# Plus One Linked List

Given a number represented by a linked list, add `1` to that number and return a new linked list. For example, if the number is 2345, then it is represented as linked as shown below.

When we add one to 2345 represented by the linked list, the resulting linked list looks as follows.

## Plus One Linked List: Thought process

First of all, think if there is only one node in the linked list, that means the linked list represents a single-digit number. What will do? We will add ` 1` to the `node.val` and return a new node with the sum. This is our smallest case, however, there is a catch here as well. What if the single-digit number is 9. In that case, the sum is 10 and since every node contains only a single digit of the number, we can store `0` in the new node. What happens to 1? We can treat that 1 as a carry.

Now, there are no digits present to add carry to (remember we had only one node linked list), we will create a new node and put carry in that and then linked the carry node to the previous node with `0`.

This is a very important case which we learned here. When you have processed all the nodes of the linked list, if the carry remains, create a new node and attach it to the head of the list. Most of the students make a mistake in this case.

How about when there is more than one node in the linked list? In that case, `1` is added to the node in the end and carry is propagated, if any, backward till head. Next question, how can you process the last node of the linked list and move backward? Well, remember how we print a linked list in the reverse order. We go deep in the linked list till the last node and use recursion unfolding to come backward. We can use the same concept. Go to the last node recursively, maintain a carry and move backward till the head. Once, you have processed head node, check if carry is non zero, if it is, creates a new node and attach it at front.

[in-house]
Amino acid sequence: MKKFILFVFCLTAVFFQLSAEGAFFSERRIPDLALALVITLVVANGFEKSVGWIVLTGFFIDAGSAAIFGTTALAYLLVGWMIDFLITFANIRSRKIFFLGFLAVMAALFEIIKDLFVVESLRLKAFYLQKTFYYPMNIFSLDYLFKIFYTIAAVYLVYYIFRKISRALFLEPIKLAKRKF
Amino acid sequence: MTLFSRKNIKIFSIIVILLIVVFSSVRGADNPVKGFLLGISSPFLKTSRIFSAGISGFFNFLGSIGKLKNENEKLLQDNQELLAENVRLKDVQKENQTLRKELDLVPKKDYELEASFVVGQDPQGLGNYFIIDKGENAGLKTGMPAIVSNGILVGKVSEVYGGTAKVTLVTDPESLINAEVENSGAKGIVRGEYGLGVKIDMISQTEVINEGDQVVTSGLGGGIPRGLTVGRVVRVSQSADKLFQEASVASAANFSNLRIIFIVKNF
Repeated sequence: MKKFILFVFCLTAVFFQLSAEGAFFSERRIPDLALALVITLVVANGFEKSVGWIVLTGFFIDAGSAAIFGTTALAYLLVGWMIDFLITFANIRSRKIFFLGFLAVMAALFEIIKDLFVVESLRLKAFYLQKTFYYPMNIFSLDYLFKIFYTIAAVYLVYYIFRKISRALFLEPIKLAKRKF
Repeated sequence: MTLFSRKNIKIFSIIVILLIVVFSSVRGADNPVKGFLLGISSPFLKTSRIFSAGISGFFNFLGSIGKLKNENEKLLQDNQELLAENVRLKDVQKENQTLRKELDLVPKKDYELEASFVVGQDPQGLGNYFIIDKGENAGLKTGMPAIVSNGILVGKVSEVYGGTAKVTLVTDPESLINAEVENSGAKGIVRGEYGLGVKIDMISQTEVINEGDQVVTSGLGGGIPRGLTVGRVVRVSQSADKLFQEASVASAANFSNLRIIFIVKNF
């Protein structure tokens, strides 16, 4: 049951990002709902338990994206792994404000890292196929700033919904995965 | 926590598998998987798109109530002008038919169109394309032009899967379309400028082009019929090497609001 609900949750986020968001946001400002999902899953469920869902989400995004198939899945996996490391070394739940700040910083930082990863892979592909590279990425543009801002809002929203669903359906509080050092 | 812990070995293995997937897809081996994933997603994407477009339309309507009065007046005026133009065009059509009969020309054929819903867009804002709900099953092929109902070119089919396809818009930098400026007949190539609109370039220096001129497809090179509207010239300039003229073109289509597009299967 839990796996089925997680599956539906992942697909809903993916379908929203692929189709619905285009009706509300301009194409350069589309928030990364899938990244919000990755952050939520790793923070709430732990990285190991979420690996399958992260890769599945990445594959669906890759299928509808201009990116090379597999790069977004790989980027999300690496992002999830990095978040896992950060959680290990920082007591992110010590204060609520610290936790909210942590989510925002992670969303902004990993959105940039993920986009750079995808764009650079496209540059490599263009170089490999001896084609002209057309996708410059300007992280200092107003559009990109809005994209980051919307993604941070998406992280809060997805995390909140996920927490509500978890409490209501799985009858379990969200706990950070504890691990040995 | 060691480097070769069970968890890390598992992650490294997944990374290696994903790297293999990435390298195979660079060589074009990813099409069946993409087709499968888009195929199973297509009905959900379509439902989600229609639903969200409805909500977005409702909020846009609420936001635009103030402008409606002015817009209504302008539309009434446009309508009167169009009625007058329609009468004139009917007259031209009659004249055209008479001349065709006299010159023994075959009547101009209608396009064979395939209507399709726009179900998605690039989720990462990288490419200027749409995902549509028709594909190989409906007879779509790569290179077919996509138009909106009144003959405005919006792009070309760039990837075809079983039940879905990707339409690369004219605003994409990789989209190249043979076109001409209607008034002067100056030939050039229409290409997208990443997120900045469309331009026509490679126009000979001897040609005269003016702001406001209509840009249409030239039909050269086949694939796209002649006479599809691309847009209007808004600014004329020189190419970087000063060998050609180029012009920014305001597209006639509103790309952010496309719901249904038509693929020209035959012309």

package AlgorithmsAndMe; import java.util.List; public class PlusOne { int carry = 0; public ListNode addOneToLinkedList(ListNode head){ ListNode newList = addOneToLinkedListUtil(head, 1); if(carry > 0){ ListNode newNode = new ListNode(carry); newNode.setNext(newList); return newNode; } return newList; } public ListNode addOneToLinkedListUtil(ListNode head, int val){ if(head == null) return null; if(head.getNext() == null){ return createNode(head, val); } ListNode returnedNode = addOneToLinkedListUtil(head.getNext(), val); ListNode newNode = createNode(head, carry); newNode.setNext(returnedNode); return newNode; } private ListNode createNode(ListNode node, int val){ int newVal = node.getValue() + val % 10; carry = (node.getValue() + val) / 10; return new ListNode(newVal); } }

The complexity of the code is `O(n)`, we will be processing each node at least once. The tricky part is space complexity, as recursion takes implicit stack memory, the space complexity is also `O(n)`.

This code creates a new node, what if we new list does not have to be created and we have to return the same list back. Below code implements the PlustOne such that it returns the same list back.

package AlgorithmsAndMe; import java.util.List; public class PlusOne { public ListNode addOneToLinkedList2(ListNode head){ int c = addOneToLinkedListUtil2(head); if(carry > 0){ ListNode newNode = new ListNode(carry); newNode.setNext(head); return newNode; } return head; } public int addOneToLinkedListUtil2(ListNode head){ if(head == null) return 1; int sum = head.getValue() + addOneToLinkedListUtil2(head.getNext()); head.setVal(sum % 10); return sum / 10; } }

In the next post, we will look at how to add two numbers represented by two linked lists.

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